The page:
The problem was, the vast majority of the stories in these dime novels were fictionalised. Tall tales were ten a penny in those days – not like today, when all the news we get is absolutely accurate (ahem) – so often these written accounts of that era’s household names were full of exaggeration and sensationalism. This is the general theme of Call of Juarez: Gunslinger, a brilliant first-person shooter and the fourth game in the Call of Juarez series. Before we go on, we’re going to go with the assumption that you didn’t play Call Of Juarez: Gunslinger when it was originally released in 2013 for the Xbox 360, PS3 and PC. If you did, here’s all you need to know: it’s pretty much the same game and performs perfectly fine, so if you’re happy to play through it again then fill your (cowboy) boots. For the rest of you, read on. My favourite addition to the Switch port of Gunslinger is its implementation of motion controls. I would normally scoff at motion controls in an FPS, as I find it’s often a frustrating affair that requires lots of fiddling and shaky aiming to get it right, but developers Techland has managed to get it spot on. The game handles this differently depending on how you’re playing the game. If your Switch is docked to a TV and your playing wirelessly, the sensitivity to the motion tracking feels much higher, almost to the extent that you could play the game without using the right analogue stick, like a good old waggle-shooter from the Wii’s heyday. Personally, this didn’t gel with me due to just how shaky my aiming was, but the option is there for you to try.
In handheld, it’s the more common form of motion controlled aiming found in Switch shooters. This pushes the analog sticks to the foreground, relying more on the Switch motion tracking to let you make minor adjustments. With the console in hand, tilting it as a whole, it just works excellently well. Call Of Juarez: Gunslinger casts you as Silas Greaves, an old bounty hunter whose life is the stuff of legend, partly thanks to those dime novels. When Silas enters a saloon in Kansas in 1910, a trio of drinkers asks him to regale them with tales of his rootin’ and shootin’ days. He happily obliges, but as his story – and the game’s plot – starts getting too far-fetched, Silas’ small audience begins to make their concerns known. Did he really do everything he claims, or is this yet another example of the story being bigger than the man? Rather than limiting this idea to the game’s cutscenes, it’s played out in a brilliantly clever way during actual gameplay. Silas narrates the action throughout and is able to change the story on the fly any time his account is questioned. A good early example is when Silas finds himself trapped in an open area with a bunch of Apaches firing arrows from the cliffs above him. When one of his listeners argues that this doesn’t seem realistic, he clarifies: it wasn’t Apaches, it was bandits attacking him apache-style. With that, the game rewinds and the Native American enemies are replaced with gun-wielding outlaws. Astral Ascent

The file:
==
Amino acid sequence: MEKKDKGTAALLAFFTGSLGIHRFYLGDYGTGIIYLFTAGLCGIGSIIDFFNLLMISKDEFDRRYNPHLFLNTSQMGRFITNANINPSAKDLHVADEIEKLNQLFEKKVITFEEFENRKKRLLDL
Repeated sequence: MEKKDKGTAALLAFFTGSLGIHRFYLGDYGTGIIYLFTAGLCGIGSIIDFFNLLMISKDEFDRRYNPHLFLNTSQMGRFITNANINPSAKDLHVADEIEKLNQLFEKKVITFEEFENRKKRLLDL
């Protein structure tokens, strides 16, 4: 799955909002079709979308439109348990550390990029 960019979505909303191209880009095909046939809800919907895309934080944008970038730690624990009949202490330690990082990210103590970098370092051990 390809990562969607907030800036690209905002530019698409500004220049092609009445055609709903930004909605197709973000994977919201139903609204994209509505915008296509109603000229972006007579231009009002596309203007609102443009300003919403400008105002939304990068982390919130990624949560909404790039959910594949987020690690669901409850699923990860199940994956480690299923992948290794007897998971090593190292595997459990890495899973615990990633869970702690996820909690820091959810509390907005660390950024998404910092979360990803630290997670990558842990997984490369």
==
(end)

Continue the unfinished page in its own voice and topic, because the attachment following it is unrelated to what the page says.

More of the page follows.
Narrative gimmickry can only get you so far, of course, but thankfully the gunplay is just as entertaining. Much like its story, Call Of Juarez: Gunslinger’s action is somewhat exaggerated and feels almost arcade-like at times. This is no tactical shooter where you’re expected to meticulously analyse the battlefield before coming up with a plan of attack; wading in all guns blazing is just as effective, especially since when you take damage the healing is fairly quick. I can not stress enough just how fun this addition is. The run and gun gameplay of Gunslinger mixed with the physical action of aiming the Switch itself is a delight to experience and it stands as one of the best additions to a port I’ve seen so far. When you consider players are rewarded for chaining shots together and playing well, there’s some real depth to how much you could get out of this if you wanted to. HD rumble is almost implemented on a lesser scale during Gunslinger’s showdowns. You face one (and sometimes two) opponents in a face-to-face showdown in which both participants must defeat one another by showing who can reach for their gun the fastest. The HD rumble gives you a better sense how good your aim is and provides cues about your opponent. This doesn’t change gameplay much, but it is a nice feature to support, nonetheless. That’s not to say you don’t have some sway in how you approach the combat, mind you. An experience system lets you unlock abilities from three different skill trees, allowing you to focus more on close-range combat (usually with your shotgun), mid-range (with dual-wielded pistols) or long-range (with a rifle), depending on your personal playing tastes. Experience is gained not just by killing enemies, but doing so in particularly stylish ways: headshots, shooting them while they’re running away, hitting them as they fall, killing them as you’re close to death yourself and the like.